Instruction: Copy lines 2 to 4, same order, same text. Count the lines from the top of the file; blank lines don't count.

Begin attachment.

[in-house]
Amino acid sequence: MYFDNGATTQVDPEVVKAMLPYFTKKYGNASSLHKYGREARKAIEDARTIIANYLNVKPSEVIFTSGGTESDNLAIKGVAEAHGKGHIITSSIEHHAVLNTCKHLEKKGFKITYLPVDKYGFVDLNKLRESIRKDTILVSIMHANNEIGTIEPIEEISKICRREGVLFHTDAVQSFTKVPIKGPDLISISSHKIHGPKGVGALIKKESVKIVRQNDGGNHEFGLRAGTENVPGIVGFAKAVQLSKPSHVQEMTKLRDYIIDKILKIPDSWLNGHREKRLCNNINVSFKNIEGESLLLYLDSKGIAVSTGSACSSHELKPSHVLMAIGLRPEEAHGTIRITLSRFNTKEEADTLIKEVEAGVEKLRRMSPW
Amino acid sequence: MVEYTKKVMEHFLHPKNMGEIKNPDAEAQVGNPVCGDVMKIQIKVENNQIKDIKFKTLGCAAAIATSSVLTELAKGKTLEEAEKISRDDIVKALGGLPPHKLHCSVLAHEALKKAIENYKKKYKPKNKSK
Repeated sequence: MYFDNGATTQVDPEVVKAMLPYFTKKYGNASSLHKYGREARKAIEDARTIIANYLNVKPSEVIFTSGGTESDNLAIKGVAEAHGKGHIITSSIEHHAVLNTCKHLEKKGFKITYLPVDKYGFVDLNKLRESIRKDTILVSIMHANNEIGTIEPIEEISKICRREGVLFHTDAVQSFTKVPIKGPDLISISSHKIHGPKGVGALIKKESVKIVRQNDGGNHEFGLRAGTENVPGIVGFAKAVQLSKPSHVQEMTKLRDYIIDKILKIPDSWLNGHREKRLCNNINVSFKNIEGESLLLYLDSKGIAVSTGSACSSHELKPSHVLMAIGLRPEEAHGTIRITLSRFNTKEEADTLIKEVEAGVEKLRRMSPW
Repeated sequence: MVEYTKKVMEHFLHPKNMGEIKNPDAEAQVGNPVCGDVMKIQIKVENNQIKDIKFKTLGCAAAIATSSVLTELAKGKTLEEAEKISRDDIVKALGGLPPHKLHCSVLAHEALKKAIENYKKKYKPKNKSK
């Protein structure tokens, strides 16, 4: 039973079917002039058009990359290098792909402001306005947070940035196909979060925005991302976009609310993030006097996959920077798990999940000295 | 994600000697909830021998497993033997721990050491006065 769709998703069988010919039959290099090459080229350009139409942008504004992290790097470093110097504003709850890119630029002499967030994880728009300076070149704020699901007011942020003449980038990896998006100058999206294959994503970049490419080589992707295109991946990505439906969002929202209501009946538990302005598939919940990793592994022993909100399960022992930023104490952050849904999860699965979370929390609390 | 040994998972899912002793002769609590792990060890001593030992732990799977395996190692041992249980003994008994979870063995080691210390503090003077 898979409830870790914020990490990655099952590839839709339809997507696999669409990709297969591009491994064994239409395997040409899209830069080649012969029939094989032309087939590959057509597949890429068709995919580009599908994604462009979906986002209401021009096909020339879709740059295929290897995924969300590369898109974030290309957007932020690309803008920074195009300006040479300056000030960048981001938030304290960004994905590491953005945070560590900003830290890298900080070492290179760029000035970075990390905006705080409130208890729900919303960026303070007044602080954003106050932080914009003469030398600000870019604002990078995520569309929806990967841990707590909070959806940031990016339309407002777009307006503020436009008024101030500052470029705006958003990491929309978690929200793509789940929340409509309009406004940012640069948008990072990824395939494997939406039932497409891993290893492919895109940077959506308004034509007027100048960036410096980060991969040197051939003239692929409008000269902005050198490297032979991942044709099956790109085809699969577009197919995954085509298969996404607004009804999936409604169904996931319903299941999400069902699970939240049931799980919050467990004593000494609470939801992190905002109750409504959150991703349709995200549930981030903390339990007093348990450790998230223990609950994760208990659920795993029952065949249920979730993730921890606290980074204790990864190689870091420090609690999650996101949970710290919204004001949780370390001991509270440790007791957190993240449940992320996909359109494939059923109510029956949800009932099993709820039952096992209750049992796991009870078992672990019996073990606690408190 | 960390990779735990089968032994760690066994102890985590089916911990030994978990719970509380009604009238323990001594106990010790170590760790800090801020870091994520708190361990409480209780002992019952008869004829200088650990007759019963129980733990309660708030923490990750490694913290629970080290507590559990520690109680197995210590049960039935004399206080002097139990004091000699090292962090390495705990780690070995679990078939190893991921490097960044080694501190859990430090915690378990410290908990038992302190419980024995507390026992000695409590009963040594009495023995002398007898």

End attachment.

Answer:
Amino acid sequence: MYFDNGATTQVDPEVVKAMLPYFTKKYGNASSLHKYGREARKAIEDARTIIANYLNVKPSEVIFTSGGTESDNLAIKGVAEAHGKGHIITSSIEHHAVLNTCKHLEKKGFKITYLPVDKYGFVDLNKLRESIRKDTILVSIMHANNEIGTIEPIEEISKICRREGVLFHTDAVQSFTKVPIKGPDLISISSHKIHGPKGVGALIKKESVKIVRQNDGGNHEFGLRAGTENVPGIVGFAKAVQLSKPSHVQEMTKLRDYIIDKILKIPDSWLNGHREKRLCNNINVSFKNIEGESLLLYLDSKGIAVSTGSACSSHELKPSHVLMAIGLRPEEAHGTIRITLSRFNTKEEADTLIKEVEAGVEKLRRMSPW
Amino acid sequence: MVEYTKKVMEHFLHPKNMGEIKNPDAEAQVGNPVCGDVMKIQIKVENNQIKDIKFKTLGCAAAIATSSVLTELAKGKTLEEAEKISRDDIVKALGGLPPHKLHCSVLAHEALKKAIENYKKKYKPKNKSK
Repeated sequence: MYFDNGATTQVDPEVVKAMLPYFTKKYGNASSLHKYGREARKAIEDARTIIANYLNVKPSEVIFTSGGTESDNLAIKGVAEAHGKGHIITSSIEHHAVLNTCKHLEKKGFKITYLPVDKYGFVDLNKLRESIRKDTILVSIMHANNEIGTIEPIEEISKICRREGVLFHTDAVQSFTKVPIKGPDLISISSHKIHGPKGVGALIKKESVKIVRQNDGGNHEFGLRAGTENVPGIVGFAKAVQLSKPSHVQEMTKLRDYIIDKILKIPDSWLNGHREKRLCNNINVSFKNIEGESLLLYLDSKGIAVSTGSACSSHELKPSHVLMAIGLRPEEAHGTIRITLSRFNTKEEADTLIKEVEAGVEKLRRMSPW